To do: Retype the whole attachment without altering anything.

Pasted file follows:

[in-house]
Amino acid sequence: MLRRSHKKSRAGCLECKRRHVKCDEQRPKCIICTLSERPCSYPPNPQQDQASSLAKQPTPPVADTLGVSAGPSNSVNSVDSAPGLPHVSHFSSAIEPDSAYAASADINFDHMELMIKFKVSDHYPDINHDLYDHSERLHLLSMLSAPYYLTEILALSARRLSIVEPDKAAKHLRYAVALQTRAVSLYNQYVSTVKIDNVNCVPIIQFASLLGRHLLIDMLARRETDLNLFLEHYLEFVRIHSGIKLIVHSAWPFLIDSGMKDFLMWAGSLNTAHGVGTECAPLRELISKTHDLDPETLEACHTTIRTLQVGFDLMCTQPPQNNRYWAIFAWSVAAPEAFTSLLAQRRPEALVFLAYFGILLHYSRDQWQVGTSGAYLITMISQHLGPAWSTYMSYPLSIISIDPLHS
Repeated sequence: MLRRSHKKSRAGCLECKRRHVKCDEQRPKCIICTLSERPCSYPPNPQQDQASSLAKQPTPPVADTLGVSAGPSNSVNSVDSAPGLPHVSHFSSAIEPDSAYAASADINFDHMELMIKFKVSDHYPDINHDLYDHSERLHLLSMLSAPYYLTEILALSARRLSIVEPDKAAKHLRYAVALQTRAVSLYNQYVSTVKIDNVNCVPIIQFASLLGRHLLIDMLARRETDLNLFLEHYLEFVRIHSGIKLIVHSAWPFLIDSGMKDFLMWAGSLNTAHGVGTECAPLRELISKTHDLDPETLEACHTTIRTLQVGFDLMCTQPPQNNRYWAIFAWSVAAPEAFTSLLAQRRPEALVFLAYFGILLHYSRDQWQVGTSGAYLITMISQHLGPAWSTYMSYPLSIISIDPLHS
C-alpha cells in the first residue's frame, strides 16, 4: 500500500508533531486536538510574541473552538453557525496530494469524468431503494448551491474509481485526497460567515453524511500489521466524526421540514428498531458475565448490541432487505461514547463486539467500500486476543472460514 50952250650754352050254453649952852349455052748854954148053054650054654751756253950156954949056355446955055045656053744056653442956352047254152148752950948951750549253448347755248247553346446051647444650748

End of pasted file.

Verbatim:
[in-house]
Amino acid sequence: MLRRSHKKSRAGCLECKRRHVKCDEQRPKCIICTLSERPCSYPPNPQQDQASSLAKQPTPPVADTLGVSAGPSNSVNSVDSAPGLPHVSHFSSAIEPDSAYAASADINFDHMELMIKFKVSDHYPDINHDLYDHSERLHLLSMLSAPYYLTEILALSARRLSIVEPDKAAKHLRYAVALQTRAVSLYNQYVSTVKIDNVNCVPIIQFASLLGRHLLIDMLARRETDLNLFLEHYLEFVRIHSGIKLIVHSAWPFLIDSGMKDFLMWAGSLNTAHGVGTECAPLRELISKTHDLDPETLEACHTTIRTLQVGFDLMCTQPPQNNRYWAIFAWSVAAPEAFTSLLAQRRPEALVFLAYFGILLHYSRDQWQVGTSGAYLITMISQHLGPAWSTYMSYPLSIISIDPLHS
Repeated sequence: MLRRSHKKSRAGCLECKRRHVKCDEQRPKCIICTLSERPCSYPPNPQQDQASSLAKQPTPPVADTLGVSAGPSNSVNSVDSAPGLPHVSHFSSAIEPDSAYAASADINFDHMELMIKFKVSDHYPDINHDLYDHSERLHLLSMLSAPYYLTEILALSARRLSIVEPDKAAKHLRYAVALQTRAVSLYNQYVSTVKIDNVNCVPIIQFASLLGRHLLIDMLARRETDLNLFLEHYLEFVRIHSGIKLIVHSAWPFLIDSGMKDFLMWAGSLNTAHGVGTECAPLRELISKTHDLDPETLEACHTTIRTLQVGFDLMCTQPPQNNRYWAIFAWSVAAPEAFTSLLAQRRPEALVFLAYFGILLHYSRDQWQVGTSGAYLITMISQHLGPAWSTYMSYPLSIISIDPLHS
C-alpha cells in the first residue's frame, strides 16, 4: 500500500508533531486536538510574541473552538453557525496530494469524468431503494448551491474509481485526497460567515453524511500489521466524526421540514428498531458475565448490541432487505461514547463486539467500500486476543472460514 50952250650754352050254453649952852349455052748854954148053054650054654751756253950156954949056355446955055045656053744056653442956352047254152148752950948951750549253448347755248247553346446051647444650748